Naomi Campbell regrets ‘not speaking out more’ about racism during early days of career
"I should have spoken out more, but back then if you spoke out, people wouldn’t work with you," Campbell admitted.
Naomi Campbell is known for walking the walking and telling it like it is, but now, she wishes she would have been more outspoken earlier in her career, especially in regards to racism.
The supermodel recently spoke with designer Marc Jacobs for Interview Magazine and opened up about how she regrets not speaking up more about racism in the modeling industry when she was coming up. When Jacobs asked Campbell what her biggest mistake was, she replied with: “So many. I should have spoken out more, but back then if you spoke out, people wouldn’t work with you.”
He follows up with, “You mean speaking out in terms of your views on people of color?” She simply responds, “Yeah.”
The model is no stranger to racial bias. In 2019, Campbell said she was turned away from a French hotel due to the complexion of her skin. Although she has one of the most recognizable faces globally, Campbell was turned away from a Cannes Film Festival event because she was Black.
“I was recently in a city in the south of France, at the time of the Cannes Film Festival, where I was invited to participate in an event in a hotel whose name I will not mention,” she revealed at the time to the Paris Match. “(The doorman) did not want to let my friend and I in because of the color of my skin.”
The fashion icon recalls the doorman letting other people in, despite telling her and her friend that the party was at capacity. Campbell was the first Black supermodel to cover French Vogue in 1988.
In the interview, Campbell and Jacobs mention model and activist Bethann Hardison as someone who is a big advocate for diversifying the fashion world and the person the cover girl gives credits to for helping her maneuver the industry.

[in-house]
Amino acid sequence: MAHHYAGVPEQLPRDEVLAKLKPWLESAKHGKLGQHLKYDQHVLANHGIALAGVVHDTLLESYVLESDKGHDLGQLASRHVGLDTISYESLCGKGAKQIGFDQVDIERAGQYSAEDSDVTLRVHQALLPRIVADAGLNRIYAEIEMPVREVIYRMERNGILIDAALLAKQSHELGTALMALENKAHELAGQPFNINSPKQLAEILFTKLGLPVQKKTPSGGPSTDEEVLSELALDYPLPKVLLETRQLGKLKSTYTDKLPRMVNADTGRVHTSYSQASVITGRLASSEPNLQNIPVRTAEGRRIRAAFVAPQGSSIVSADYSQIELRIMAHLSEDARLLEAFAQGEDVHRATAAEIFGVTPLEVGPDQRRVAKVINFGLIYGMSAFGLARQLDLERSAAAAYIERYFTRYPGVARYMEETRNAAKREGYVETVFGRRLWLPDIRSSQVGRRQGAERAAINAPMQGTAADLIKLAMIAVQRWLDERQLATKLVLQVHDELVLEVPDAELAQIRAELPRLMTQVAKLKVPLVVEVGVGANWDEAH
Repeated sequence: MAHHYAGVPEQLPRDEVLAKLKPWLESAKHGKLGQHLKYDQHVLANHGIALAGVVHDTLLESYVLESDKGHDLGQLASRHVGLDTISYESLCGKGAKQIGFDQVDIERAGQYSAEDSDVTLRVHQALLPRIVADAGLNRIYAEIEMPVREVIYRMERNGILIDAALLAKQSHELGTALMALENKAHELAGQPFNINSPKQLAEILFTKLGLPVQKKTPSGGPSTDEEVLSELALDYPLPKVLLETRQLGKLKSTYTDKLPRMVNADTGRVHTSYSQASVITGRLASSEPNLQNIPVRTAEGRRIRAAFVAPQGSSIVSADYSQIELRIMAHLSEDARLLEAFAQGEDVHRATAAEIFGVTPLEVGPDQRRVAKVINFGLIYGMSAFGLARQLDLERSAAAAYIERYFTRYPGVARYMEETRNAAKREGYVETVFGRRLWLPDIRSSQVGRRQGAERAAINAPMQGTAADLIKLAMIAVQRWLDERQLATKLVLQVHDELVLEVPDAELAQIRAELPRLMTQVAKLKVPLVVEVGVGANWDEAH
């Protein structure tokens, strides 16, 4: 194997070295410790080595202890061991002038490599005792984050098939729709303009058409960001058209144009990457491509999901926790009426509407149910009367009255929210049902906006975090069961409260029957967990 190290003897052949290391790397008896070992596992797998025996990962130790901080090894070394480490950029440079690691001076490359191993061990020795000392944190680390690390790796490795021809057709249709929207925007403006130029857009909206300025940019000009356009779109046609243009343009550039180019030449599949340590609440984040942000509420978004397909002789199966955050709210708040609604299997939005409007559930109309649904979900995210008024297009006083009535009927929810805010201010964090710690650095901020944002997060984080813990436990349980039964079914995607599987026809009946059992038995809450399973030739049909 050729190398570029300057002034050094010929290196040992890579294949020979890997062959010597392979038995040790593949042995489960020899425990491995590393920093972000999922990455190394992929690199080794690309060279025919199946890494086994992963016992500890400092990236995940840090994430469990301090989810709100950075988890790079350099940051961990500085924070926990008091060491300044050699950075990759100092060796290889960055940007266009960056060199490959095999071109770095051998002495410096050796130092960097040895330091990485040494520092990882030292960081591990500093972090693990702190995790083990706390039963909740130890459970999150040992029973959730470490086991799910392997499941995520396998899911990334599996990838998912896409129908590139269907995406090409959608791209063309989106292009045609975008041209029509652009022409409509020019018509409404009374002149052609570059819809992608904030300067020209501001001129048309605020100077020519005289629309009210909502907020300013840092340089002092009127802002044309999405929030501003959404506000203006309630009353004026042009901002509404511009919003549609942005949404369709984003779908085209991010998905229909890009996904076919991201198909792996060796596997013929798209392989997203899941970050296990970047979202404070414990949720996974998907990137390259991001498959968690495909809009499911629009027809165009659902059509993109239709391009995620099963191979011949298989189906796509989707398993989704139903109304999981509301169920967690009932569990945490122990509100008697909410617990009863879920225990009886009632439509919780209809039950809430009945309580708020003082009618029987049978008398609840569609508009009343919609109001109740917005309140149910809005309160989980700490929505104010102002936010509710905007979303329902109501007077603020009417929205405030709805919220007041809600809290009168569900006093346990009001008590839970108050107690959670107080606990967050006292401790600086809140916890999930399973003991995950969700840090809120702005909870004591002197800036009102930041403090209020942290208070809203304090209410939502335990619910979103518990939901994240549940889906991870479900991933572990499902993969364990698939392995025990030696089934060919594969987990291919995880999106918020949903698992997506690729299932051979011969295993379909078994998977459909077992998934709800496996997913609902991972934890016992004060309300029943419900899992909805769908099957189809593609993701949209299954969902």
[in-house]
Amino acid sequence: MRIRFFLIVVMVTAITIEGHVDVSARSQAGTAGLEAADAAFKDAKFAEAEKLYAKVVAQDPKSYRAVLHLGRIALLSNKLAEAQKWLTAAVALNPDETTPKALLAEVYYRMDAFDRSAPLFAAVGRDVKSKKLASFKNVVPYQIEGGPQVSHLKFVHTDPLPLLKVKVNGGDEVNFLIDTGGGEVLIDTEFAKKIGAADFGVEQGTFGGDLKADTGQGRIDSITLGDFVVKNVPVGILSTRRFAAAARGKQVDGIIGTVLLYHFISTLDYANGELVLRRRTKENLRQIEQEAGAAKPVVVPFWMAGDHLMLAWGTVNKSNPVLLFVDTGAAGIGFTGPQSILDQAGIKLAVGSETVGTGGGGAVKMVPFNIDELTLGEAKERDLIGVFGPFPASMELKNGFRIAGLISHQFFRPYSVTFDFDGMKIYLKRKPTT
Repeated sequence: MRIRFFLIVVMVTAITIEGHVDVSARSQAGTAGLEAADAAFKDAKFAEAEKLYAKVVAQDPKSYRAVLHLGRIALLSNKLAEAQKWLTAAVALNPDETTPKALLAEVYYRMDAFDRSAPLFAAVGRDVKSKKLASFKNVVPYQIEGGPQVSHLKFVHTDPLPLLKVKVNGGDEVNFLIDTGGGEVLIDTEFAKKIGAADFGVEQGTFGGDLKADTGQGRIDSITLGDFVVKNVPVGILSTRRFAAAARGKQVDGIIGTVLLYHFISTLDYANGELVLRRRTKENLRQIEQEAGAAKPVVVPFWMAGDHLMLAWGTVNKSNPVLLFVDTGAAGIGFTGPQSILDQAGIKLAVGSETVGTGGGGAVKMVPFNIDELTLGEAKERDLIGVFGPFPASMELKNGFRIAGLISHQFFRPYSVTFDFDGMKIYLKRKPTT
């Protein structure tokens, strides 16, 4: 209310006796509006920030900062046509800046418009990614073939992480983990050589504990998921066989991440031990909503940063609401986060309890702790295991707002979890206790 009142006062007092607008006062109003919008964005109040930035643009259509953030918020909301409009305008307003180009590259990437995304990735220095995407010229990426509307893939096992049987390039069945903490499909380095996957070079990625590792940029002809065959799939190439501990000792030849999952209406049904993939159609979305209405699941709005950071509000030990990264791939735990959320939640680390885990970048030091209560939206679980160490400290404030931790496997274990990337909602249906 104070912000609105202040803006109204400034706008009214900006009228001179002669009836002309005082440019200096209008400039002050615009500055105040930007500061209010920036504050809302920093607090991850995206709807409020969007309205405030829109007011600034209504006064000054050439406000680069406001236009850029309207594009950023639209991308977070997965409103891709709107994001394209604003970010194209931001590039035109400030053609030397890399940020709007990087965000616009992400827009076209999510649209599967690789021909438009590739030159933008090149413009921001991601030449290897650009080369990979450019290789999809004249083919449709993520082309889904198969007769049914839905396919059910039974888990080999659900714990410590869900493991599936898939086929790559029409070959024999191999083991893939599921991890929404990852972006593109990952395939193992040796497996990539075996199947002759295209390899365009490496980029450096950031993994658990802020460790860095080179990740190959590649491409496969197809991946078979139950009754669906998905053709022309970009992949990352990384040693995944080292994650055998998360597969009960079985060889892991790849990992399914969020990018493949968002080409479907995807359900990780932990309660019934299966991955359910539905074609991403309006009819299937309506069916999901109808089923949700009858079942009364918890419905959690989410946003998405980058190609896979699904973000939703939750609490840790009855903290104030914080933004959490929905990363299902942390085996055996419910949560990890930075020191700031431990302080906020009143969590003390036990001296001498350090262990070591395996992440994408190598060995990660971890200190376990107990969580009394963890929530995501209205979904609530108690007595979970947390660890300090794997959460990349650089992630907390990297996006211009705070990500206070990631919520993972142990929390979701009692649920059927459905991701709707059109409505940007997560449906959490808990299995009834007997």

“Bethann was my rock. Being 17 or 18, I was calling her and telling her everything. She gave me her ear, but she also gave me the courage to speak out,” Campbell shared.
The fashion industry is well-known for its lack of diversity and inclusion, and in recent years, fashion magazines are just starting to diversify their editorial teams. In 2020, Samira Nasf was named the first Black editor of Harper’s Bazaar, and in 2017, Elaine Welteroth became the first Black editor-in-chief at Teen Vogue.
Campbell also explained that she is working on a docuseries with fellow models, Linda Evangelista, Christy Turlington, and Cindy Crawford, about the lack of rights models have to their images and overall work.
“One of the things that’s really come to surface right now for me is that we don’t have any control over our image as models, and that’s really sad. When I was doing my book with Taschen, there were a few photographers whose names I won’t say, but who we do know and who I’ve worked for over the years for, like, one dollar, who came back saying they wanted all this money to be in the book. And I was like, “Excuse me, you’ve forgotten,” shared Campbell.
She goes on to add: “It’s our legacy that we’re talking about. I’m bringing this up because I feel like it’s going to come up sooner than later, so it might as well come up now. When we signed papers giving our lives away, no one ever explained anything back then, and when you’re younger, you want so much to be in a magazine or to do the shoot, so you just sign these things, but no one ever really, really explained what the small print was about.”
The 50-year-old model of Afro-Jamaican descent said she is spending most of her time in Africa and rocking caftans these days. She also lets it be known she only wears heels when it is necessary.
When Jacobs asked if she ever walked the runway in clothing she did not like, Campbell admitted “yes” but added that she knows when to draw a line. “There were a couple of times back in the day in Europe when I had to say, ‘No, I’m not going to wear this outfit,’ because it was very stereotypical, and I wasn’t doing it. I’m not going to go on the runway looking like a Rastafarian,” said Campbell.
Known for being candid and outspoken, when the fashion icon covered Vogue back in 2019, she opened up about how she felt about the “angry Black woman stereotype” that comes with knowing what she wants.
“I am quite over it,” she told the publication. “Is it now that we have permission to speak? Well, I have always spoken.”
As the interview with Jacobs comes to an end, when asked, “Naomi Campbell is…” the British actress and businesswoman finished the sentence by simply stating, “Real.”
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